[WASHINGTON] Many economists still take Federal Reserve policy makers at their word and predict the central bank will raise interest rates this year. Yet, even their confidence was shaken a bit on Thursday after the Fed released the minutes of its most recent policy meeting.
"We're still in the camp of December," said Thomas Costerg, a senior economist at Standard Chartered Bank in New York. "For now we're going to trust them, but they seem to find a lot of excuses each time" not to raise rates.
Minutes of the Sept 16-17 Federal Open Market Committee meeting showed officials were feeling pretty good about the US economy. Unemployment had fallen faster than they anticipated, consumer spending was picking up and the housing market was showing encouraging signs. Headwinds keeping inflation well below the Fed's 2 per cent goal, like lower oil prices and a strong dollar, were firmly judged to be transitory. All systems go.
Yet the solid reading on the domestic economy was darkened by threats from abroad. China's slowing growth, which could spill over to other emerging market economies, raised risks the dollar might strengthen further, making US exports more expensive in foreign markets and creating an additional drag on the economy. That didn't change the committee's outlook for growth and inflation in the US, just their views on the "risks to the outlook." And in the end, caution carried the day.
"The committee decided that it was prudent to wait for additional information confirming that the economic outlook had not deteriorated,'' the minutes said, even as they noted that most Fed officials believed conditions would merit a hike later this year.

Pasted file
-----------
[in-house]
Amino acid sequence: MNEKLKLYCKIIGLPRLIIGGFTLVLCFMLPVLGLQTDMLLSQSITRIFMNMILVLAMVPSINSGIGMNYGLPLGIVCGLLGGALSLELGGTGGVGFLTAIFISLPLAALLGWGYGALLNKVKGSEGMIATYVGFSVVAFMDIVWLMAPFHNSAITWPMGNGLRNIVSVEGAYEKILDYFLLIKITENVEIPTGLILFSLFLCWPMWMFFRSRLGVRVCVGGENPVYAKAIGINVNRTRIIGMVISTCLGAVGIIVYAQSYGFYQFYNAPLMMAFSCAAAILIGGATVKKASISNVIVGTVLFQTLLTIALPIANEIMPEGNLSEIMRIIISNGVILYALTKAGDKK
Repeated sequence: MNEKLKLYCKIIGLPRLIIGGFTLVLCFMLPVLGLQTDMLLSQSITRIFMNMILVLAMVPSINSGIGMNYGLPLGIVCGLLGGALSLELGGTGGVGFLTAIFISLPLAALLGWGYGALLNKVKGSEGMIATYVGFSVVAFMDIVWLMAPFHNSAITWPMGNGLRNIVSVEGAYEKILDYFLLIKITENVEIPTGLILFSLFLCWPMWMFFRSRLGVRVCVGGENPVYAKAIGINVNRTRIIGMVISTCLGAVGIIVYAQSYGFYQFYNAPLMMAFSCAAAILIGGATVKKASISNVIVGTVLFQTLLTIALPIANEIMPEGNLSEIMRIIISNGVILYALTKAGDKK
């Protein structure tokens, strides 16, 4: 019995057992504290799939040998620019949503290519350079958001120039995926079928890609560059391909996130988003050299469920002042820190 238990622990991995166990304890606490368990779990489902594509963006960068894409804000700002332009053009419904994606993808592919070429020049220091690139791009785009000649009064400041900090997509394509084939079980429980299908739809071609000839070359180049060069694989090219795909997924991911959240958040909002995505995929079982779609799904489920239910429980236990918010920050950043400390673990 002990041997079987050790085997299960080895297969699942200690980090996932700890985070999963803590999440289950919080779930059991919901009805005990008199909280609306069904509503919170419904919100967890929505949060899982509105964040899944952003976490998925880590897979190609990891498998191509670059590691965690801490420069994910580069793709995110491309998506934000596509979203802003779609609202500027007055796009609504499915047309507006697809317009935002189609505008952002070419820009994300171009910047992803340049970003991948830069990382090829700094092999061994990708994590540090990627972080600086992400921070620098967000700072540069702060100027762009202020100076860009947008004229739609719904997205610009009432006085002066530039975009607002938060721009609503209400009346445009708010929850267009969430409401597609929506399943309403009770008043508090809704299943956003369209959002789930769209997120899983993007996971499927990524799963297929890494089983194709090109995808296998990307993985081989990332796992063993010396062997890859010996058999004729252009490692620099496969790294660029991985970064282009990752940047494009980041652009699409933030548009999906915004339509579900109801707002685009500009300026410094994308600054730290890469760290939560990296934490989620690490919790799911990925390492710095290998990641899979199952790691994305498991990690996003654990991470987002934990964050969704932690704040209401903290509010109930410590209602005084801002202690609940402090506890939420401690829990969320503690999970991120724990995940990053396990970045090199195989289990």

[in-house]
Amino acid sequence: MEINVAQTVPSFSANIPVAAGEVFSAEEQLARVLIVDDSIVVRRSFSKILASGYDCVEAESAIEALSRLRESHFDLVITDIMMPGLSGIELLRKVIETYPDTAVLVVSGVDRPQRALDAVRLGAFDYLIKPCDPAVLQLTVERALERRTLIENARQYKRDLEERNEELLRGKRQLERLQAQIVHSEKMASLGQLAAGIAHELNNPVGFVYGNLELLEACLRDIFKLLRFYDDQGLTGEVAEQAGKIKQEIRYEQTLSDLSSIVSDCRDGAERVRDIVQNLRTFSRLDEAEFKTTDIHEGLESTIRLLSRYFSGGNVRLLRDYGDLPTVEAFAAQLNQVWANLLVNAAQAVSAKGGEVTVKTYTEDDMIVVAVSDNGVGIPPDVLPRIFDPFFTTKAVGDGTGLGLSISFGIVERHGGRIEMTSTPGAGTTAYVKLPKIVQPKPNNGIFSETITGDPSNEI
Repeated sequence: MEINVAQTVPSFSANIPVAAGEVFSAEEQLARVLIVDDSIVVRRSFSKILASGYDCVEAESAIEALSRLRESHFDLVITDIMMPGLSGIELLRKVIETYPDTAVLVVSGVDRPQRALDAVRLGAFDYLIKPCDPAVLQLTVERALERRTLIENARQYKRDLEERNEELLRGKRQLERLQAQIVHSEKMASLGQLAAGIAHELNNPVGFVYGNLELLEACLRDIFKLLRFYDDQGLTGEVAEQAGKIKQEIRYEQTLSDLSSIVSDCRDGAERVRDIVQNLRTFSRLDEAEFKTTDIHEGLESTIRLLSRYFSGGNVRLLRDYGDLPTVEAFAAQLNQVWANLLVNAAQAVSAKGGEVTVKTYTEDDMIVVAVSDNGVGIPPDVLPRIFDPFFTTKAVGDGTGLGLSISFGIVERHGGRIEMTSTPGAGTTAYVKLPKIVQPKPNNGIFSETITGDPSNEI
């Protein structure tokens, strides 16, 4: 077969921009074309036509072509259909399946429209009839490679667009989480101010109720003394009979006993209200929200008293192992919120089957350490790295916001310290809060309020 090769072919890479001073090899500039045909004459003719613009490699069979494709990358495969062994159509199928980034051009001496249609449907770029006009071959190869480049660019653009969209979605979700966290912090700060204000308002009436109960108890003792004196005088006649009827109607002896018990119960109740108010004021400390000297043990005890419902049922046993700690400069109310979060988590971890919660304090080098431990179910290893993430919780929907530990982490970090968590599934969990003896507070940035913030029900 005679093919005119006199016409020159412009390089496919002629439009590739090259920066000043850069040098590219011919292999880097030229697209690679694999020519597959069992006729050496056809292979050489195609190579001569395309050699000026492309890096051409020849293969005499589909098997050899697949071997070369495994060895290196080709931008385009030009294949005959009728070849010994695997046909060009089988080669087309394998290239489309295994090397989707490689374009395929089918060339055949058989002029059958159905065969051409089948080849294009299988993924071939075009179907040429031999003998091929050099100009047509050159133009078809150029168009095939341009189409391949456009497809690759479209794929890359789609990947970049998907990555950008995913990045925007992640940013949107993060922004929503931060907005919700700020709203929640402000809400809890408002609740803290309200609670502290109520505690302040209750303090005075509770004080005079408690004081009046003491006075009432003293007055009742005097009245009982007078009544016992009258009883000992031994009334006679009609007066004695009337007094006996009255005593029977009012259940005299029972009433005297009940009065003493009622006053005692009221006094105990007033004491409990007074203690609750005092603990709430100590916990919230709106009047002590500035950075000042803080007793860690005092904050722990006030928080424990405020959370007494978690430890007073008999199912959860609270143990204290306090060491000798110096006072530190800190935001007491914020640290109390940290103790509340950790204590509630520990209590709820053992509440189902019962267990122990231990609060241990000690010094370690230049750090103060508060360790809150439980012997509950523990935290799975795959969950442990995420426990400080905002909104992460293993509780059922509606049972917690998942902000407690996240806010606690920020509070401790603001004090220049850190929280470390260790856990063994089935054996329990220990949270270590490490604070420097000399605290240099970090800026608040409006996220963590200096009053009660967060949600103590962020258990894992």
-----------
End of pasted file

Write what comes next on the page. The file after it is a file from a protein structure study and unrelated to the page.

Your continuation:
"They were really prepared to go, but they had just enough hesitancy based on the data and the news from abroad that they decided to hold off," said Terry Sheehan, an economic analyst at Stone & McCarthy Research Associates in Princeton, New Jersey.
Some economists and market participants had already stopped believing the Fed will pull the trigger this year on the first rate increase in almost a decade. For them, the minutes bolstered that view.
"The Fed's credibility is already in tatters," Stephen Stanley, chief economist at Amherst Pierpont Securities LLC in Stamford, Connecticut, wrote in a note to clients. "Market participants have concluded that the Fed is going to find an excuse to extend super-accommodative policy for a very long time."
Michael Feroli, chief US economist at JPMorgan Chase & Co. in New York, is still calling for a December move but didn't find much reassurance in the minutes for that assessment.
"Relative to our December call, the tone of these minutes increases the risk of a later liftoff," he wrote in a note to clients.
Mr Feroli also focused on language in the minutes suggesting that voting members of the committee were somewhat less inclined to hike than the full FOMC, where 13 of 17 members in September forecast a rate hike by year's end, according to projections that they prepared for the meeting.
"Among those voters, 'many' expected the conditions for liftoff to be met later this year," Mr Feroli wrote. "Many, but not most." All members of the Fed's Board of Governors in Washington - of whom there are currently five - have permanent votes on the FOMC, as well as the head of the New York Fed. Four other regional Fed presidents vote on an annually rotating basis.
"It seems they wanted to emphasise their intent to move before year end," Mr Costerg said. "Still, I have this feeling it's a horse that doesn't want to jump the hurdle."